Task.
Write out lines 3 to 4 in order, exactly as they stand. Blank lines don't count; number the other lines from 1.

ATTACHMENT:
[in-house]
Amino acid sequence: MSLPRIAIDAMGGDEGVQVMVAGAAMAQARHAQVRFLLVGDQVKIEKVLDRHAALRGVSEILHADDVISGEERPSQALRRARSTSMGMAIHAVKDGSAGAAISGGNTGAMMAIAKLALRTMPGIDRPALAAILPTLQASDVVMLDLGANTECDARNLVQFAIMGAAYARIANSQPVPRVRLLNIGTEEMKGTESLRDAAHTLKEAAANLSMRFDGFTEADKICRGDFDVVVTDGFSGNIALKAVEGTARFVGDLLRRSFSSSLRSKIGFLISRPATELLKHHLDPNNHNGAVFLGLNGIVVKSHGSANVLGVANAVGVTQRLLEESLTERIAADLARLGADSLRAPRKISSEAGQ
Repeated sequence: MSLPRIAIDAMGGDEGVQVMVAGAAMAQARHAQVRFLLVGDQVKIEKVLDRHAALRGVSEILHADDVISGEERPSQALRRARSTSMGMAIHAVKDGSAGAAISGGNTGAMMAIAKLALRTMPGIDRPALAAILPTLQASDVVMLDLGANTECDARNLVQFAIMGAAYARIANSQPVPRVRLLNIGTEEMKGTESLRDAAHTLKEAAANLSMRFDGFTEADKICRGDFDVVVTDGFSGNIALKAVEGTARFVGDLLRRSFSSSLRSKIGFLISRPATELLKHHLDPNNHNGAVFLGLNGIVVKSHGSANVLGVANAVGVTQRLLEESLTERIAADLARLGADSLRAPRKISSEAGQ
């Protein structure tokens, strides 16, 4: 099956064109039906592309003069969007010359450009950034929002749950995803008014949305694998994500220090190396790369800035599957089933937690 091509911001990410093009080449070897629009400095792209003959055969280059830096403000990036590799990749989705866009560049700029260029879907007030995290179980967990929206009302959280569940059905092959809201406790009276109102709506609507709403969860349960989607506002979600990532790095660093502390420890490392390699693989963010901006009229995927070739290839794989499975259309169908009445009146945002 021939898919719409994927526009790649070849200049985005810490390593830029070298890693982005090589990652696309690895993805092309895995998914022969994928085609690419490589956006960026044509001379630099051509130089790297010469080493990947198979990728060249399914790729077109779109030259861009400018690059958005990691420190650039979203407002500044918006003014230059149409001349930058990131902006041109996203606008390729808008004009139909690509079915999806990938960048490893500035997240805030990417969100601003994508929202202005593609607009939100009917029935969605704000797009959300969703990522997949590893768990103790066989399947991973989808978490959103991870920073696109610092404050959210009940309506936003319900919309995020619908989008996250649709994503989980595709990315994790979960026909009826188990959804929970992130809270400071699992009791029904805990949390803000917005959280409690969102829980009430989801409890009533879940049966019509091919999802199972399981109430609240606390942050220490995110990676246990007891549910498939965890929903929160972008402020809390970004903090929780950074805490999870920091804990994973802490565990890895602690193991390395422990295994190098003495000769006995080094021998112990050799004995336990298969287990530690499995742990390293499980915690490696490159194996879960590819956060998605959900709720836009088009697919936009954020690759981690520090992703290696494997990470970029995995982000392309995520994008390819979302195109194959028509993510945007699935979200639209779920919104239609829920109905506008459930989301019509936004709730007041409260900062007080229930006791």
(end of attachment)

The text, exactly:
Repeated sequence: MSLPRIAIDAMGGDEGVQVMVAGAAMAQARHAQVRFLLVGDQVKIEKVLDRHAALRGVSEILHADDVISGEERPSQALRRARSTSMGMAIHAVKDGSAGAAISGGNTGAMMAIAKLALRTMPGIDRPALAAILPTLQASDVVMLDLGANTECDARNLVQFAIMGAAYARIANSQPVPRVRLLNIGTEEMKGTESLRDAAHTLKEAAANLSMRFDGFTEADKICRGDFDVVVTDGFSGNIALKAVEGTARFVGDLLRRSFSSSLRSKIGFLISRPATELLKHHLDPNNHNGAVFLGLNGIVVKSHGSANVLGVANAVGVTQRLLEESLTERIAADLARLGADSLRAPRKISSEAGQ
């Protein structure tokens, strides 16, 4: 099956064109039906592309003069969007010359450009950034929002749950995803008014949305694998994500220090190396790369800035599957089933937690 091509911001990410093009080449070897629009400095792209003959055969280059830096403000990036590799990749989705866009560049700029260029879907007030995290179980967990929206009302959280569940059905092959809201406790009276109102709506609507709403969860349960989607506002979600990532790095660093502390420890490392390699693989963010901006009229995927070739290839794989499975259309169908009445009146945002 021939898919719409994927526009790649070849200049985005810490390593830029070298890693982005090589990652696309690895993805092309895995998914022969994928085609690419490589956006960026044509001379630099051509130089790297010469080493990947198979990728060249399914790729077109779109030259861009400018690059958005990691420190650039979203407002500044918006003014230059149409001349930058990131902006041109996203606008390729808008004009139909690509079915999806990938960048490893500035997240805030990417969100601003994508929202202005593609607009939100009917029935969605704000797009959300969703990522997949590893768990103790066989399947991973989808978490959103991870920073696109610092404050959210009940309506936003319900919309995020619908989008996250649709994503989980595709990315994790979960026909009826188990959804929970992130809270400071699992009791029904805990949390803000917005959280409690969102829980009430989801409890009533879940049966019509091919999802199972399981109430609240606390942050220490995110990676246990007891549910498939965890929903929160972008402020809390970004903090929780950074805490999870920091804990994973802490565990890895602690193991390395422990295994190098003495000769006995080094021998112990050799004995336990298969287990530690499995742990390293499980915690490696490159194996879960590819956060998605959900709720836009088009697919936009954020690759981690520090992703290696494997990470970029995995982000392309995520994008390819979302195109194959028509993510945007699935979200639209779920919104239609829920109905506008459930989301019509936004709730007041409260900062007080229930006791």